Year : 2014 | Volume
: 1 | Issue : 1 | Page : 6-
Obesity management: Where are we? practice, research, publication and application
Co-chief Editor, JOMR
Co-chief Editor, JOMR
|How to cite this article:|
Goel R. Obesity management: Where are we? practice, research, publication and application.J Obes Metab Res 2014;1:6-6
|How to cite this URL:|
Goel R. Obesity management: Where are we? practice, research, publication and application. J Obes Metab Res [serial online] 2014 [cited 2020 Jun 6 ];1:6-6
Available from: http://www.jomrjournal.org/text.asp?2014/1/1/6/123828
Obesity, being a life-style disease, provides a unique opportunity for understanding relative roles of patient management and research. Obesity is probably the least understood medical entity as aetiopathogenic pathways are hardly known and relative contribution of patient's behaviour is also not well-understood. Lack of well-researched causative mechanism manifests in absence of any significant pharmaceutical products for a rapidly expanding epidemic. Rightfully so, obesity is managed by a wide spectrum of practitioners extending from gym trainers, nutritionists, physicians, surgeons, alternative medicine and even by successful patients. This results in plethora of claims and outcome assessments, which are usually neither verifiable nor comparable.
This confused state of affairs can be seen as much an opportunity for publishing a clinical journal as a challenge. All India Association for Advanced Research in Obesity (AIAARO) has mandated the editors to provide all qualified obesity practitioners a platform and help publish their well-documented work, outcomes and research only through a peer-review process. Though challenging, the editorial board has worked hard to come out with the first issue. Most of the articles are by invitation in the first issue, but subsequently articles and research publications are welcome, based on the format of Journal of Obesity and Metabolic Research (JOMR).
Obesity and metabolic practitioners managing patients are in a unique position to share their experiences either as a case report or outcome base data analysis. This is possible by meticulous data keeping and its analysis subsequently. It is strange that though various sub-specialists claim excellent outcomes in weight management, the results are hardly reflected in the literature. This may be due to practitioner's inertia, lack of time or journal's lack of interest. JOMR editorial assistants in a unique arrangement can help the members of AIAARO write a paper before it is sent for an independent peer review process.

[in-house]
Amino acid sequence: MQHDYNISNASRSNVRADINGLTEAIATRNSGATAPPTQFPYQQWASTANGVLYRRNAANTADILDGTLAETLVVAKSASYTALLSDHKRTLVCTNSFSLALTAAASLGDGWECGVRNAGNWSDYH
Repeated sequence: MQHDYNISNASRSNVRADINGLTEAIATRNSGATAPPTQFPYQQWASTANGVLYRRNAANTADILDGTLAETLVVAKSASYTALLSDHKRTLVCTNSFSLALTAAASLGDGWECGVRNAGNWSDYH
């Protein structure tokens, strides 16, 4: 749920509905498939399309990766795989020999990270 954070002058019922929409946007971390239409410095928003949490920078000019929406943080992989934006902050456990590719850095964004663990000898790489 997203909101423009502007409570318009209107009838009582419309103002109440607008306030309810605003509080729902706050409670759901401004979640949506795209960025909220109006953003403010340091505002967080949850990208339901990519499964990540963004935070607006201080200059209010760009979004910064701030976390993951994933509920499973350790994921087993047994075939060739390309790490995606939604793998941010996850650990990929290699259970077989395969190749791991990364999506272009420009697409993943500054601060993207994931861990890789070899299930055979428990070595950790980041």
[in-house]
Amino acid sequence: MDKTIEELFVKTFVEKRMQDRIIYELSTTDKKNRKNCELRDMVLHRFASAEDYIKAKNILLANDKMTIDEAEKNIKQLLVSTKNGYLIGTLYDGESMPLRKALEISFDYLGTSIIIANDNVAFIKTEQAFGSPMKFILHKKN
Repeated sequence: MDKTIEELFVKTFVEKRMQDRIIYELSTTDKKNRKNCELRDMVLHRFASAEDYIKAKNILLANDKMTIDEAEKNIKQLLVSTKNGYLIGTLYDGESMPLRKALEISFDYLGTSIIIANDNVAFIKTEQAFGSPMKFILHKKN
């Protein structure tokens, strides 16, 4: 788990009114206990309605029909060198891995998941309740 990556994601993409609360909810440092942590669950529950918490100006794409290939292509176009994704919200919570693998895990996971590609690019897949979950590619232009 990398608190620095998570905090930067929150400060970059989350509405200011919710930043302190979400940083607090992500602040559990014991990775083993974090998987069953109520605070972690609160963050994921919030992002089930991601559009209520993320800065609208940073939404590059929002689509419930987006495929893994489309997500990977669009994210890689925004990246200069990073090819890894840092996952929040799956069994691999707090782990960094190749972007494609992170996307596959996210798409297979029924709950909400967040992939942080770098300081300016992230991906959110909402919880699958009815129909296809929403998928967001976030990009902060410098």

Research in obesity is primarily focussed on prevalence, assessment of effectiveness of obvious treatment options (which may not always be the best solution) and contribution of hyper adiposity towards various metabolic conditions. Despite extensive research, clinical management of obesity has not changed much in last 30-50 years, while obesity gained epidemic proportions, impairing health and shortening lifespan, increasing health care costs and reducing productivity. A sense of urgency has to be brought in for early solutions without overlooking long-term mechanistic research solutions. Obesity research efforts may be channelised into 3 timelines:
Short term: Concerted efforts to identify mechanisms of action of treatment modalities which have believed to shown effective control across specialities including roles of bariatric surgery, metformin, glucagon-like peptide-1, natural products such as ginger, green tea etc., This may probably provide early solutionsMedium term: Research focus on identification of possible factors of sudden surge in obesity world-wideLong-term: Expand the present research attempts and include other non-focused areas like AD-36 virus etc.
JOMR, a representative publication of various practitioners of obesity and metabolic care, is ideally positioned to help publish these studies.
Publication of experiences and data is not only important for others but also for the author. It is like looking at a mirror and most of the time feedbacks from well-informed readers help give direction to further research or improvement in practice. Since overall publications from India especially in obesity and metabolic diseases are miniscule, access to a quality peer reviewed journal may provide the desired impetus to share and learn.
The most important aspect of research is its applicability to society. The time lag between established research and its application occasionally results in its irrelevance, as society is also not in a static state. Journals like JOMR can act like flagships for its association members to create scientific outlook among themselves and society at large. This will result in critical analysis of each step or action in practice and will help avoid non-scientific or illogical application of knowledge.
I understand that what we are expecting is a tall order, but this disease and its impact is staring us in the face seeking solutions, which have eluded us. Scientific community has to rise the occasion failing which history will judge us harshly. Let us all get together not for the first step but for a 100 m dash to deliver.